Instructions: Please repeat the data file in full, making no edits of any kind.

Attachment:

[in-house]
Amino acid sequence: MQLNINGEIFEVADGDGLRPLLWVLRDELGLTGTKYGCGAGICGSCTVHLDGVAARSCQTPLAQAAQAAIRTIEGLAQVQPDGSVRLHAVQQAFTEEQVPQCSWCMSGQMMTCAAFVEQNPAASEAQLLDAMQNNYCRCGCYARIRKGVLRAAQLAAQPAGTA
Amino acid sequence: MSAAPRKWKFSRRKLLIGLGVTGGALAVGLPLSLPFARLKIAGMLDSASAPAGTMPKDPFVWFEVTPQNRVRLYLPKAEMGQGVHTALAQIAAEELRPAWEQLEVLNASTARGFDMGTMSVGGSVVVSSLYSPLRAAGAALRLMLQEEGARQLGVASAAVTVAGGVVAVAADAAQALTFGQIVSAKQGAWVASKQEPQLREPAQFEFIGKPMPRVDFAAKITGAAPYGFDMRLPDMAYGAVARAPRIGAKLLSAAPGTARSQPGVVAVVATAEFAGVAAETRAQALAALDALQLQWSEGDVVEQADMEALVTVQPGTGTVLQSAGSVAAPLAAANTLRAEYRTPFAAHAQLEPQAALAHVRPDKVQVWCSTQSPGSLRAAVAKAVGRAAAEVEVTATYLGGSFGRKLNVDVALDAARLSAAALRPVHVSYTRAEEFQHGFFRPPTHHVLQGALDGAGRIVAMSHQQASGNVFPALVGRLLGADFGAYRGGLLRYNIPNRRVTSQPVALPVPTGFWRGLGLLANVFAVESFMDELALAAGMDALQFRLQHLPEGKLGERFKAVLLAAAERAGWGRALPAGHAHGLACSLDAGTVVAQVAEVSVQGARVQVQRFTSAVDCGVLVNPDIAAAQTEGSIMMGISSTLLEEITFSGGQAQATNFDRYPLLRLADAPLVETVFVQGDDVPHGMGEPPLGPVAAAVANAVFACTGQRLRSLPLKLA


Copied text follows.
[in-house]
Amino acid sequence: MQLNINGEIFEVADGDGLRPLLWVLRDELGLTGTKYGCGAGICGSCTVHLDGVAARSCQTPLAQAAQAAIRTIEGLAQVQPDGSVRLHAVQQAFTEEQVPQCSWCMSGQMMTCAAFVEQNPAASEAQLLDAMQNNYCRCGCYARIRKGVLRAAQLAAQPAGTA
Amino acid sequence: MSAAPRKWKFSRRKLLIGLGVTGGALAVGLPLSLPFARLKIAGMLDSASAPAGTMPKDPFVWFEVTPQNRVRLYLPKAEMGQGVHTALAQIAAEELRPAWEQLEVLNASTARGFDMGTMSVGGSVVVSSLYSPLRAAGAALRLMLQEEGARQLGVASAAVTVAGGVVAVAADAAQALTFGQIVSAKQGAWVASKQEPQLREPAQFEFIGKPMPRVDFAAKITGAAPYGFDMRLPDMAYGAVARAPRIGAKLLSAAPGTARSQPGVVAVVATAEFAGVAAETRAQALAALDALQLQWSEGDVVEQADMEALVTVQPGTGTVLQSAGSVAAPLAAANTLRAEYRTPFAAHAQLEPQAALAHVRPDKVQVWCSTQSPGSLRAAVAKAVGRAAAEVEVTATYLGGSFGRKLNVDVALDAARLSAAALRPVHVSYTRAEEFQHGFFRPPTHHVLQGALDGAGRIVAMSHQQASGNVFPALVGRLLGADFGAYRGGLLRYNIPNRRVTSQPVALPVPTGFWRGLGLLANVFAVESFMDELALAAGMDALQFRLQHLPEGKLGERFKAVLLAAAERAGWGRALPAGHAHGLACSLDAGTVVAQVAEVSVQGARVQVQRFTSAVDCGVLVNPDIAAAQTEGSIMMGISSTLLEEITFSGGQAQATNFDRYPLLRLADAPLVETVFVQGDDVPHGMGEPPLGPVAAAVANAVFACTGQRLRSLPLKLA